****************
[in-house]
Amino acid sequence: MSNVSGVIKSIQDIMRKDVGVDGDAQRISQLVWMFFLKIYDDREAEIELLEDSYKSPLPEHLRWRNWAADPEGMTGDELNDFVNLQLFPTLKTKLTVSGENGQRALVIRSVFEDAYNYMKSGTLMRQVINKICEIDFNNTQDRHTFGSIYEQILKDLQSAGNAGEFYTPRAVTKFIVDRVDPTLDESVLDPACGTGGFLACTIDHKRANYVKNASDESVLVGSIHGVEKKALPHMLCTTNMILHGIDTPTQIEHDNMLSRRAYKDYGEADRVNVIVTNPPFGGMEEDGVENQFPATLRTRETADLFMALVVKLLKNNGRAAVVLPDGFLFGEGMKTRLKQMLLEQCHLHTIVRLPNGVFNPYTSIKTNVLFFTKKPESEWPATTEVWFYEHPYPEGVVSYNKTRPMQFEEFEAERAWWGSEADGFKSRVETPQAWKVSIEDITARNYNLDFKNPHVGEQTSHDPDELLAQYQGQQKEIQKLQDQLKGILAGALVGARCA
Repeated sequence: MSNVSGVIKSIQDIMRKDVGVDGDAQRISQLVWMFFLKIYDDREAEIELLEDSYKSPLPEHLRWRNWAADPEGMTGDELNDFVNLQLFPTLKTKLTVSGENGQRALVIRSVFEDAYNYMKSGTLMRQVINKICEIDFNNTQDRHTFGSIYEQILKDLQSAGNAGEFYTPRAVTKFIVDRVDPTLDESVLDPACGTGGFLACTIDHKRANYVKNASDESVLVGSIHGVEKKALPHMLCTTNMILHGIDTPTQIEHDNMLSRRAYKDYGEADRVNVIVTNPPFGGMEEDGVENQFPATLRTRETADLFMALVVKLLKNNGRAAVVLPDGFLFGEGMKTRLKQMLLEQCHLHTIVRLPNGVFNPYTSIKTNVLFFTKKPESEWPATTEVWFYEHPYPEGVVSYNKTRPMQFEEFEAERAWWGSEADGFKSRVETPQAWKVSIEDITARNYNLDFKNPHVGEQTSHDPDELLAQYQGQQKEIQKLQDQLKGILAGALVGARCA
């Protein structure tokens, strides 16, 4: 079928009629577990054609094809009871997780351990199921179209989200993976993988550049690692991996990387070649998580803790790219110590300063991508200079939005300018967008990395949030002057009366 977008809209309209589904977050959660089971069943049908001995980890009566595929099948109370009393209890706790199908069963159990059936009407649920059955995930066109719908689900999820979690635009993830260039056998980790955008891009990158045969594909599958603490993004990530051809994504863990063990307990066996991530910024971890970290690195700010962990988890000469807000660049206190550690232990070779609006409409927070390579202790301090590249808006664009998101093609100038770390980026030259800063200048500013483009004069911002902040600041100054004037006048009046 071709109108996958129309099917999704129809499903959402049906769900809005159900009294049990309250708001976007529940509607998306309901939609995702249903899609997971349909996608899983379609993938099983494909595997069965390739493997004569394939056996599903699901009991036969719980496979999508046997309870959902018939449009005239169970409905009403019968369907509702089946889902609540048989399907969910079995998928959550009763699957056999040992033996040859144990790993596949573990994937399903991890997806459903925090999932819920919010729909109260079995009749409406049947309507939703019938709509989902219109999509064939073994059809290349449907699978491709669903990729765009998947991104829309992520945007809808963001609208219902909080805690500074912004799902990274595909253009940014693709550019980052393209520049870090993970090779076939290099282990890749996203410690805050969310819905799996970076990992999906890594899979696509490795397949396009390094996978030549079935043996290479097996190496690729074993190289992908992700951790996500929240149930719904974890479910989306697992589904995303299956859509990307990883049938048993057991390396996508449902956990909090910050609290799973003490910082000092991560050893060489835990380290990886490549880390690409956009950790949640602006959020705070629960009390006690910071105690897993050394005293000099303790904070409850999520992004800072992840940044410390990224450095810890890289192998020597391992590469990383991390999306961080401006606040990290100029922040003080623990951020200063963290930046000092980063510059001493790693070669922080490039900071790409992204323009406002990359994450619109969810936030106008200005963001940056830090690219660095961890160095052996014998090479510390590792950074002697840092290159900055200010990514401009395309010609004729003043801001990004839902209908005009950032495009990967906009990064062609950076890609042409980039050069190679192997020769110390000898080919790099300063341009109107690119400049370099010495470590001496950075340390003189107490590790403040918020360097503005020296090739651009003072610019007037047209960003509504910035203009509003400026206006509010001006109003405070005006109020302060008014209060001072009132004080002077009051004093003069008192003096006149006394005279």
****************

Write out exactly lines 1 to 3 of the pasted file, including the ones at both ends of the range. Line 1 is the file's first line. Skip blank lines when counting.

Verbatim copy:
[in-house]
Amino acid sequence: MSNVSGVIKSIQDIMRKDVGVDGDAQRISQLVWMFFLKIYDDREAEIELLEDSYKSPLPEHLRWRNWAADPEGMTGDELNDFVNLQLFPTLKTKLTVSGENGQRALVIRSVFEDAYNYMKSGTLMRQVINKICEIDFNNTQDRHTFGSIYEQILKDLQSAGNAGEFYTPRAVTKFIVDRVDPTLDESVLDPACGTGGFLACTIDHKRANYVKNASDESVLVGSIHGVEKKALPHMLCTTNMILHGIDTPTQIEHDNMLSRRAYKDYGEADRVNVIVTNPPFGGMEEDGVENQFPATLRTRETADLFMALVVKLLKNNGRAAVVLPDGFLFGEGMKTRLKQMLLEQCHLHTIVRLPNGVFNPYTSIKTNVLFFTKKPESEWPATTEVWFYEHPYPEGVVSYNKTRPMQFEEFEAERAWWGSEADGFKSRVETPQAWKVSIEDITARNYNLDFKNPHVGEQTSHDPDELLAQYQGQQKEIQKLQDQLKGILAGALVGARCA
Repeated sequence: MSNVSGVIKSIQDIMRKDVGVDGDAQRISQLVWMFFLKIYDDREAEIELLEDSYKSPLPEHLRWRNWAADPEGMTGDELNDFVNLQLFPTLKTKLTVSGENGQRALVIRSVFEDAYNYMKSGTLMRQVINKICEIDFNNTQDRHTFGSIYEQILKDLQSAGNAGEFYTPRAVTKFIVDRVDPTLDESVLDPACGTGGFLACTIDHKRANYVKNASDESVLVGSIHGVEKKALPHMLCTTNMILHGIDTPTQIEHDNMLSRRAYKDYGEADRVNVIVTNPPFGGMEEDGVENQFPATLRTRETADLFMALVVKLLKNNGRAAVVLPDGFLFGEGMKTRLKQMLLEQCHLHTIVRLPNGVFNPYTSIKTNVLFFTKKPESEWPATTEVWFYEHPYPEGVVSYNKTRPMQFEEFEAERAWWGSEADGFKSRVETPQAWKVSIEDITARNYNLDFKNPHVGEQTSHDPDELLAQYQGQQKEIQKLQDQLKGILAGALVGARCA